numbers,” agrees sociologist John Torpey in The Nation
(Oct. 9, 1989), ‘rather than trying to understand how social groups
interpret and act on the circumstances those numbers describe.’ In
other words, you can run tests about how many hours of TV Americans
watch and compare them with figures on violent crime, but you can
never prove a correlation between the two based on statistics
alone. Even if it were possible to describe a particular
human situation objectively, that description would of necessity be
so limited and contextual that it would be inapplicable to any
other situation, and therefore useless to policy makers.

But objectivism ought not to be abandoned too quickly. Horowitz
points out that too many years of reformist, theory-driven
sociology, in which the real world is made to fit into preconceived
models of what ought to be, have driven empirical sociologists out
of the university and into narrower forms of social research such
as urban planning, demography, and criminology. After all, purely
descriptive sociology — without prescription — can in and of
itself be a powerful tool for reform; the empirical studies of
educational practices that were used as evidence of the need for
school desegregation in the 1960s in this country are a prime
example.

Perhaps the current crisis will create a middle ground between
what Horowitz describes as sociology’s ‘unconcerned
quantitativists’ and its ‘overly concerned qualitativists.’
Reknowned sociologist Nathan Glazer, writing in The Atlantic
Monthly
(April 1994), offers a solution — sociology ‘should be
both a humanistic and a scientific discipline, based on the search
for objective truth in the belief that such truth can serve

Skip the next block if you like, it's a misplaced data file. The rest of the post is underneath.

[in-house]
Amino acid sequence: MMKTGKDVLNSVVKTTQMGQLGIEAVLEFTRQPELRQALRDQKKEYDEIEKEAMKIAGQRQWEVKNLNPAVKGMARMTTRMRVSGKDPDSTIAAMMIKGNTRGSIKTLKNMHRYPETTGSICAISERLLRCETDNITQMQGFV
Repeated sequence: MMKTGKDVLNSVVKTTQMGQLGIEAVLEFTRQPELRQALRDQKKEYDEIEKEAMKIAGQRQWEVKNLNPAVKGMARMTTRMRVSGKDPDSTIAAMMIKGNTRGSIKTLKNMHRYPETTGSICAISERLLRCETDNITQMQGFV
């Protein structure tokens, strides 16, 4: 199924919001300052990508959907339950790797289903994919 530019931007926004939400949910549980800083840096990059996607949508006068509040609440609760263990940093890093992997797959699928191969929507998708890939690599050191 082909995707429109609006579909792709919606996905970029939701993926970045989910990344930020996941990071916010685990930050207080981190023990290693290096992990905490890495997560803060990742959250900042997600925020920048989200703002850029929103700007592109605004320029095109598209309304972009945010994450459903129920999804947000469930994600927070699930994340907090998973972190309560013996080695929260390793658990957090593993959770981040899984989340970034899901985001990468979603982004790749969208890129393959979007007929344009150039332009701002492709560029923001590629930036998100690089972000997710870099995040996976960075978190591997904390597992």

mankind, but recognizing in sociology truth cannot have the
character it has in the [natural] sciences.’

‘When social science is practiced well, it offers the advantages
of both precision and persuasion,’ agrees Boston University’s Alan
Wolfe in an article in Current (May 1995). Sociology must
become a hybrid creature, a Minotaur forever wrestling —
productively — with itself.

In his excellent book, Sociology After the Crisis
(Westview, 1995), Charles Lemert recognizes that mainstream
sociology has failed to recognize adequately the fracturing of the
world brought on by the competing moral concerns of decolonization,
feminism, queer theory, and other ‘practical sociologies.’
Sociology, which has always been as much the art of telling stories
about one’s world as it has been a science, has too often failed to
hear the stories told by the Other: Cornel West’s account of how
‘whiteness’ was invented as a social category is a good example of
a practical sociology, writes Lemert. He argues that empirical
sociology can and should seek to describe the objective structures
that constitute that elusive entity ‘society,’ but only the
imagination can measure the moral distance between individuals and
those structures. The sociologist must, to paraphrase V?clav
Havel’s vision of the postmodern politician, ‘trust not only an
objective interpretation of reality, but also his own soul.’

Original to Utne Reader Online